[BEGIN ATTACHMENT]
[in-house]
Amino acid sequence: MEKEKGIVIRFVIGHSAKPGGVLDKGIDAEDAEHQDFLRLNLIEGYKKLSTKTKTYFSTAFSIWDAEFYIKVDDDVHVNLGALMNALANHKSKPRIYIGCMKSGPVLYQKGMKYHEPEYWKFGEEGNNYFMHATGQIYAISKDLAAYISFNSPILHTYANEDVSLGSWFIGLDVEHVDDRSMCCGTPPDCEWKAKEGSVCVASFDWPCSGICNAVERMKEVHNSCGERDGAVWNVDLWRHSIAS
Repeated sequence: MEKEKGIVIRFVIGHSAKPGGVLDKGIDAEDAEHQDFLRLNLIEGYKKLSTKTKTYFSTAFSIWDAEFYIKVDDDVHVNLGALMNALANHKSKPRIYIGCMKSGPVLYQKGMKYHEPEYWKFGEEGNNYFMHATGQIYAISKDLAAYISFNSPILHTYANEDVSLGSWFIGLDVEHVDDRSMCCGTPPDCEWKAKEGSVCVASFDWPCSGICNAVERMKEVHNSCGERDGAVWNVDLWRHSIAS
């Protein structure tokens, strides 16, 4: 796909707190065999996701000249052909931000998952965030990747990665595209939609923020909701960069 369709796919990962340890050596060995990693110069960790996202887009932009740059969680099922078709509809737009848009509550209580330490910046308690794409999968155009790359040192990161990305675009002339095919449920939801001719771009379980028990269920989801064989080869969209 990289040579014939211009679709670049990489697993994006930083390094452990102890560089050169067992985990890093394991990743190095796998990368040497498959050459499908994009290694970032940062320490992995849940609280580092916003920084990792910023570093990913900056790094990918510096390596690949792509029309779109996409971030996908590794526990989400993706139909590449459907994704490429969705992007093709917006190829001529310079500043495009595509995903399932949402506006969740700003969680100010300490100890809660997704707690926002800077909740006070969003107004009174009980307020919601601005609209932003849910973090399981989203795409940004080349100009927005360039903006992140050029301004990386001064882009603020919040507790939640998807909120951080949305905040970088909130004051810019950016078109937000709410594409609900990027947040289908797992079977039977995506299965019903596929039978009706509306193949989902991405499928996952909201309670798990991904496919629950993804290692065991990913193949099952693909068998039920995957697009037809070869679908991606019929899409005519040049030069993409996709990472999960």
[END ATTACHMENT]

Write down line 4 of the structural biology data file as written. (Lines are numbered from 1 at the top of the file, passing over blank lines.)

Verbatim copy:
């Protein structure tokens, strides 16, 4: 796909707190065999996701000249052909931000998952965030990747990665595209939609923020909701960069 369709796919990962340890050596060995990693110069960790996202887009932009740059969680099922078709509809737009848009509550209580330490910046308690794409999968155009790359040192990161990305675009002339095919449920939801001719771009379980028990269920989801064989080869969209 990289040579014939211009679709670049990489697993994006930083390094452990102890560089050169067992985990890093394991990743190095796998990368040497498959050459499908994009290694970032940062320490992995849940609280580092916003920084990792910023570093990913900056790094990918510096390596690949792509029309779109996409971030996908590794526990989400993706139909590449459907994704490429969705992007093709917006190829001529310079500043495009595509995903399932949402506006969740700003969680100010300490100890809660997704707690926002800077909740006070969003107004009174009980307020919601601005609209932003849910973090399981989203795409940004080349100009927005360039903006992140050029301004990386001064882009603020919040507790939640998807909120951080949305905040970088909130004051810019950016078109937000709410594409609900990027947040289908797992079977039977995506299965019903596929039978009706509306193949989902991405499928996952909201309670798990991904496919629950993804290692065991990913193949099952693909068998039920995957697009037809070869679908991606019929899409005519040049030069993409996709990472999960």